Pet Product News Editorial Blog:
October 12, 2012
Carp, Carp, Carp
By Elizabeth Creith
I have pedestrian tastes in fish. No, this doesn't mean that I like walking catfish—although I do. It means that if there was nothing available in the aquarium section but goldfish, I'd be happy as a clam.
There are also dozens of different varieties of goldfish. It's hard to believe they were selectively bred from carp, especially if you've ever seen a carp.
I saw a carp once. It was about three-feet long, with yellow scales edged in brown. It was certainly an impressive fish, though not particularly pretty. Carp are tough, too—they can survive out of water for hours.
At the time the family pet was a black moor in a goldfish bowl. The black moor would come to the top of the bowl to be petted. The carp looked like it would swallow me whole if I tried to pet it.
Nevertheless, some enterprising Chinese fish enthusiasts, centuries ago, started with carp that had a few red or gold spots on them and bred red and gold carp.
“Why stop there?” they thought, and went on to breed blue and brown and white and calico ones. They changed the size and the shape of the fish to produce comets, fantails, orandas and pearlscale goldfish.
Ever seen a pearlscale goldfish? It's like an anti-fish. Imagine a golf ball with the dimples popping out, and add fins, a mouth and eyes. Aquadynamic it is not. It has to wriggle so hard to get anywhere that I'm astounded it stays spherical. If I had to do the twist just to get from the kitchen to the couch, I could eat French fries all day and look like Twiggy.
My all-time favourite for weird goldfish, though, is the bubble-eyed goldfish. Imagine a couple of early fish-breeders, having a brewski and watching the all-day pearlscale races.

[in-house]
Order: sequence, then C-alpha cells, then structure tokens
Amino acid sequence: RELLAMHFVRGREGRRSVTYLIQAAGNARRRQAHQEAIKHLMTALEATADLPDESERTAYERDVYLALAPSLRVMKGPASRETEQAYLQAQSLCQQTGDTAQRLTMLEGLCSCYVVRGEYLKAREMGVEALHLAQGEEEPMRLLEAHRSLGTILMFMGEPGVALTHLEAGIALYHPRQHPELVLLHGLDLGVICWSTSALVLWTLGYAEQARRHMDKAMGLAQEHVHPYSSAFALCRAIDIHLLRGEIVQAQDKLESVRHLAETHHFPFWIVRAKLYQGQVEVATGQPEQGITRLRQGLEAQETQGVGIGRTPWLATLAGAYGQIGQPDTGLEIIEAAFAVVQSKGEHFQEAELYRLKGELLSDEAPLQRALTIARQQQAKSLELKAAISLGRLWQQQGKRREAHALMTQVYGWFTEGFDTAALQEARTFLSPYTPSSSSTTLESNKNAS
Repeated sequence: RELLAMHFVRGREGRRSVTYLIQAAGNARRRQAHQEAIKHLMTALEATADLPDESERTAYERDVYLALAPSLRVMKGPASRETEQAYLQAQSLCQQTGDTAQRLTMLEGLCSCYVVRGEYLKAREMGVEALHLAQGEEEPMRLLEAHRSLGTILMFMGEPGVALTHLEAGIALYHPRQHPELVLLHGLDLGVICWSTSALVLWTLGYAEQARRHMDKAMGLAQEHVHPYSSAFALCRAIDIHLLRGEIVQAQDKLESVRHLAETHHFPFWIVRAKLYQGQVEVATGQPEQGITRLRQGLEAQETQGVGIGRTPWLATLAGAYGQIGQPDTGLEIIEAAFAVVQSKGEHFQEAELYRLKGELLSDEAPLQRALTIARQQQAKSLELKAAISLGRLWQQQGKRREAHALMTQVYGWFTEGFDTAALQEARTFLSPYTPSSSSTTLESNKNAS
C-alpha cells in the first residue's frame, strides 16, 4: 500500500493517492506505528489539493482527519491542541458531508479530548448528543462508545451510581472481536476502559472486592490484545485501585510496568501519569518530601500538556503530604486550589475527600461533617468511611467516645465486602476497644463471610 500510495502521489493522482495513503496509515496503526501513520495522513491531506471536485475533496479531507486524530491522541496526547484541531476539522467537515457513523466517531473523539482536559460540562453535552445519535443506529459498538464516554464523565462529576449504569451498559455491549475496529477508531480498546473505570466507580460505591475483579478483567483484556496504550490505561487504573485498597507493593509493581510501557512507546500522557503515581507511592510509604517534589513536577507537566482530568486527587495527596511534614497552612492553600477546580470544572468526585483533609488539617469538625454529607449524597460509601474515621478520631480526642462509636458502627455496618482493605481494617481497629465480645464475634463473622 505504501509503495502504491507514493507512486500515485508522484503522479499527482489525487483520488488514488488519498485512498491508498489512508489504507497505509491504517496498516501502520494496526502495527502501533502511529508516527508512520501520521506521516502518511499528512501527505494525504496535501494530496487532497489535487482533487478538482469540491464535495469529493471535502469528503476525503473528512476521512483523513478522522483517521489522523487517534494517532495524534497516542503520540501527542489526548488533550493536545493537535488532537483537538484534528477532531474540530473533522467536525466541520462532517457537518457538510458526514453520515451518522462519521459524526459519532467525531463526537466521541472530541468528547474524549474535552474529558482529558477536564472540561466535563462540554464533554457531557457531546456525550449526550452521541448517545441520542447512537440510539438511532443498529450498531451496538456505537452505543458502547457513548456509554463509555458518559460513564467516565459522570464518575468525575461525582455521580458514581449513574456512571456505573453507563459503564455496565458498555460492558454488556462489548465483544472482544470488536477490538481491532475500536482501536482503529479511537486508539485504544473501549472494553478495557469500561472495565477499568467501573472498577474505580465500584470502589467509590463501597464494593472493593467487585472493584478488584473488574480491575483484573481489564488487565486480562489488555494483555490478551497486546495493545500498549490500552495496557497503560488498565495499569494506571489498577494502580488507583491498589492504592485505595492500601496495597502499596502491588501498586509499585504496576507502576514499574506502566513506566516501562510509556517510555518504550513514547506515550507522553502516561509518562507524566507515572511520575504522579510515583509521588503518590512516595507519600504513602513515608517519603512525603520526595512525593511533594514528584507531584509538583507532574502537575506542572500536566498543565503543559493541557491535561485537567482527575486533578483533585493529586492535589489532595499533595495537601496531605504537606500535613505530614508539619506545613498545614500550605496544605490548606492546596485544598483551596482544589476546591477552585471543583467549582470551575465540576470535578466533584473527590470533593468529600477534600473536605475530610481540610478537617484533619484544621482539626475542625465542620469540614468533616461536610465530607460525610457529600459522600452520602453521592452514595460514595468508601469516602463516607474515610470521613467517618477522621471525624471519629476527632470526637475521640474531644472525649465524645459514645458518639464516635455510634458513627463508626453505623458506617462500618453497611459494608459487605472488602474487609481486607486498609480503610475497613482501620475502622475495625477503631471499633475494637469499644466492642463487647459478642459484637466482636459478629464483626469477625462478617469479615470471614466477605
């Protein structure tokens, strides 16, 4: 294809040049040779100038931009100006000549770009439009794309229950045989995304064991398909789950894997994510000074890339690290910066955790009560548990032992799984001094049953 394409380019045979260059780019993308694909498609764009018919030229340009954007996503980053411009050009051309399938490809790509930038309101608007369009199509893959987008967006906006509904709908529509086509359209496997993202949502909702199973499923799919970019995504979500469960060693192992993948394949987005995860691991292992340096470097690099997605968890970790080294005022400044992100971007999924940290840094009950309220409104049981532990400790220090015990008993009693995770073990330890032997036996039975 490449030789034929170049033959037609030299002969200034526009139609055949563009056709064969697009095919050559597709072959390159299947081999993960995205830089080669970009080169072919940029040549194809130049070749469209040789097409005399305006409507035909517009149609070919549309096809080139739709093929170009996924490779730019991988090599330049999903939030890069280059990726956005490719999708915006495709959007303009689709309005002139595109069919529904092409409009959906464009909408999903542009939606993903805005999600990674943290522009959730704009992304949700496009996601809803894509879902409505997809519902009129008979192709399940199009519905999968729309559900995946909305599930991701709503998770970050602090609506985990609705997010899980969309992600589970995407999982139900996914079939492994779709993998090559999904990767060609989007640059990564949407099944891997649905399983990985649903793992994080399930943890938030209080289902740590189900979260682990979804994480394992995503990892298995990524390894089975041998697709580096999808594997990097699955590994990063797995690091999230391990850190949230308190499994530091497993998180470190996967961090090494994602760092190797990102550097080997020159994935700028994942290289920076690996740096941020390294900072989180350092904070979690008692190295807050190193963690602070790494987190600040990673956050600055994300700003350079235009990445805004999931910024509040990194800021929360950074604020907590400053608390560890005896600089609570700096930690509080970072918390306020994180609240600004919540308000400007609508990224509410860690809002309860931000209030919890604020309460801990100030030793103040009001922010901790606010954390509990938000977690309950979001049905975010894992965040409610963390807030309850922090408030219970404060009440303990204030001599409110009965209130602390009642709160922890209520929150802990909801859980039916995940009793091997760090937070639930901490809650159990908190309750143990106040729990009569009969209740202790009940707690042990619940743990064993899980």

“Hey, I have an idea! Let's breed a fish with a huge balloon under each eye!”
“What possible good would that be?”
“I dunno. None at all?”
“Awesome, dude! Let's do it!”
We brought bubble-eyes in a couple of times. They're not particularly aquadynamic either, what with the balloons on the front of the face and all. You need to put a sponge on the filter intake, too, because any slot or hole will suck on that ocular balloon, sticking the poor fish to the filter.
The other day I noticed two women staring at the fancy goldfish tank. They looked like someone's grandmothers, talking softly together and pointing at the tank. I ambled over.
“Any questions?” I said
“That fish there,” one of them said, pointing at a bubble-eye, “are those its lungs? If you poked them with a pin, would it drown?” They both looked at me with bright eyes.
Yikes! What kind of person thinks of poking a fish with a pin? was my first thought. My second was: What kind of person thinks a fish has lungs?
“Um—it's a fish,” I said, “and it breathes with gills. It doesn't need the bubbles to breathe—they're just ornamental.”
“Really?” asked Granny Hyde, she of the pop-the-balloon mindset.
“Yes, really,” I said. Their sadistic little faces fell.
“Thank you,” said Granny-the-Ripper. They brushed past me and walked up the aisle to the door. As they left I heard Granny Hyde say to Granny-the-Ripper.
“I bet they would, too, drown.”
And I bet not. Behind those bubbles, after all, is a carp.
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